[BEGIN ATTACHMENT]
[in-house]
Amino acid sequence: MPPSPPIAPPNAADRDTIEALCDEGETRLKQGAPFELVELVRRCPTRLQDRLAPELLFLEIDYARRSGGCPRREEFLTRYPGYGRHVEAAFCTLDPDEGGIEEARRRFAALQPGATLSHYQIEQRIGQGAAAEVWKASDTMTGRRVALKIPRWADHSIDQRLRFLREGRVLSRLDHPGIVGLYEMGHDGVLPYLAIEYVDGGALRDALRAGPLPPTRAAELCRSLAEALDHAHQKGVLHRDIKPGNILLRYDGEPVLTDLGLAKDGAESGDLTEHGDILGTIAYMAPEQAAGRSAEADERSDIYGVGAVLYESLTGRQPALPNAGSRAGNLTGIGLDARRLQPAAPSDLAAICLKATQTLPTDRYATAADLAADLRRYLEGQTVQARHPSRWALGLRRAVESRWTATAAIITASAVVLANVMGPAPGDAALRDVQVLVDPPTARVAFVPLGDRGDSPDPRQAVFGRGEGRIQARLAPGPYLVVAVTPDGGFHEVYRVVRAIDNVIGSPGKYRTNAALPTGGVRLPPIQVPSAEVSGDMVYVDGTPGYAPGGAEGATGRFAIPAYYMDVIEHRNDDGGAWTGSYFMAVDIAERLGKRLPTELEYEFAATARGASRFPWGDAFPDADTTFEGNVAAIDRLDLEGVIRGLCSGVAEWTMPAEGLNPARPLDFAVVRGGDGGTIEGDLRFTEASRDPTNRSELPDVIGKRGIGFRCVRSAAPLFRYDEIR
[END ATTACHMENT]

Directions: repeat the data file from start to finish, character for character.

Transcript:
[in-house]
Amino acid sequence: MPPSPPIAPPNAADRDTIEALCDEGETRLKQGAPFELVELVRRCPTRLQDRLAPELLFLEIDYARRSGGCPRREEFLTRYPGYGRHVEAAFCTLDPDEGGIEEARRRFAALQPGATLSHYQIEQRIGQGAAAEVWKASDTMTGRRVALKIPRWADHSIDQRLRFLREGRVLSRLDHPGIVGLYEMGHDGVLPYLAIEYVDGGALRDALRAGPLPPTRAAELCRSLAEALDHAHQKGVLHRDIKPGNILLRYDGEPVLTDLGLAKDGAESGDLTEHGDILGTIAYMAPEQAAGRSAEADERSDIYGVGAVLYESLTGRQPALPNAGSRAGNLTGIGLDARRLQPAAPSDLAAICLKATQTLPTDRYATAADLAADLRRYLEGQTVQARHPSRWALGLRRAVESRWTATAAIITASAVVLANVMGPAPGDAALRDVQVLVDPPTARVAFVPLGDRGDSPDPRQAVFGRGEGRIQARLAPGPYLVVAVTPDGGFHEVYRVVRAIDNVIGSPGKYRTNAALPTGGVRLPPIQVPSAEVSGDMVYVDGTPGYAPGGAEGATGRFAIPAYYMDVIEHRNDDGGAWTGSYFMAVDIAERLGKRLPTELEYEFAATARGASRFPWGDAFPDADTTFEGNVAAIDRLDLEGVIRGLCSGVAEWTMPAEGLNPARPLDFAVVRGGDGGTIEGDLRFTEASRDPTNRSELPDVIGKRGIGFRCVRSAAPLFRYDEIR